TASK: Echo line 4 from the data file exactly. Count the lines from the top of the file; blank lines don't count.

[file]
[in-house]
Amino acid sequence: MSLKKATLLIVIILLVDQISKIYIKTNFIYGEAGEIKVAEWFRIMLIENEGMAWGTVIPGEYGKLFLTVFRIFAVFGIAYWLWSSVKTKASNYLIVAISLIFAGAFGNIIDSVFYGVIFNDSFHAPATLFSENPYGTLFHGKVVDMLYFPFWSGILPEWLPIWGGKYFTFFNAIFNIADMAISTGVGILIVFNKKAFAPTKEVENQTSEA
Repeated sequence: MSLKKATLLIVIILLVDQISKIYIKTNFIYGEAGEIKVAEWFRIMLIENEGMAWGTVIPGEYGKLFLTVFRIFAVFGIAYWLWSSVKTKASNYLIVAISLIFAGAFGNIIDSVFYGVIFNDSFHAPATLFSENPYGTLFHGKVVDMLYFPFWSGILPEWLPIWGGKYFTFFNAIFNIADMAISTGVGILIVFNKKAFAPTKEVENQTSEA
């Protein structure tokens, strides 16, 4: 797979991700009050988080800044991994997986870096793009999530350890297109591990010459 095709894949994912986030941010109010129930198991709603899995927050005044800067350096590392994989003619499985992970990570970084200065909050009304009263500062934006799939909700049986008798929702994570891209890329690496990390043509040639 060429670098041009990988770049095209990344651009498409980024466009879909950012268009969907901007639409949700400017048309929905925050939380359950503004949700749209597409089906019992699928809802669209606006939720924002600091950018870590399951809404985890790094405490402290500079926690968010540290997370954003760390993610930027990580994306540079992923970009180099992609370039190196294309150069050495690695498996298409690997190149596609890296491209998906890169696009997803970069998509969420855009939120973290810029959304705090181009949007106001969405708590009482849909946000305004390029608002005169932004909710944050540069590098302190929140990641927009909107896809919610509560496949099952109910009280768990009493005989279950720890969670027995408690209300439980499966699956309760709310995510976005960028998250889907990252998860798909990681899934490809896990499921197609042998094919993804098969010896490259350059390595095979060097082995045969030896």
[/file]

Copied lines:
């Protein structure tokens, strides 16, 4: 797979991700009050988080800044991994997986870096793009999530350890297109591990010459 095709894949994912986030941010109010129930198991709603899995927050005044800067350096590392994989003619499985992970990570970084200065909050009304009263500062934006799939909700049986008798929702994570891209890329690496990390043509040639 060429670098041009990988770049095209990344651009498409980024466009879909950012268009969907901007639409949700400017048309929905925050939380359950503004949700749209597409089906019992699928809802669209606006939720924002600091950018870590399951809404985890790094405490402290500079926690968010540290997370954003760390993610930027990580994306540079992923970009180099992609370039190196294309150069050495690695498996298409690997190149596609890296491209998906890169696009997803970069998509969420855009939120973290810029959304705090181009949007106001969405708590009482849909946000305004390029608002005169932004909710944050540069590098302190929140990641927009909107896809919610509560496949099952109910009280768990009493005989279950720890969670027995408690209300439980499966699956309760709310995510976005960028998250889907990252998860798909990681899934490809896990499921197609042998094919993804098969010896490259350059390595095979060097082995045969030896």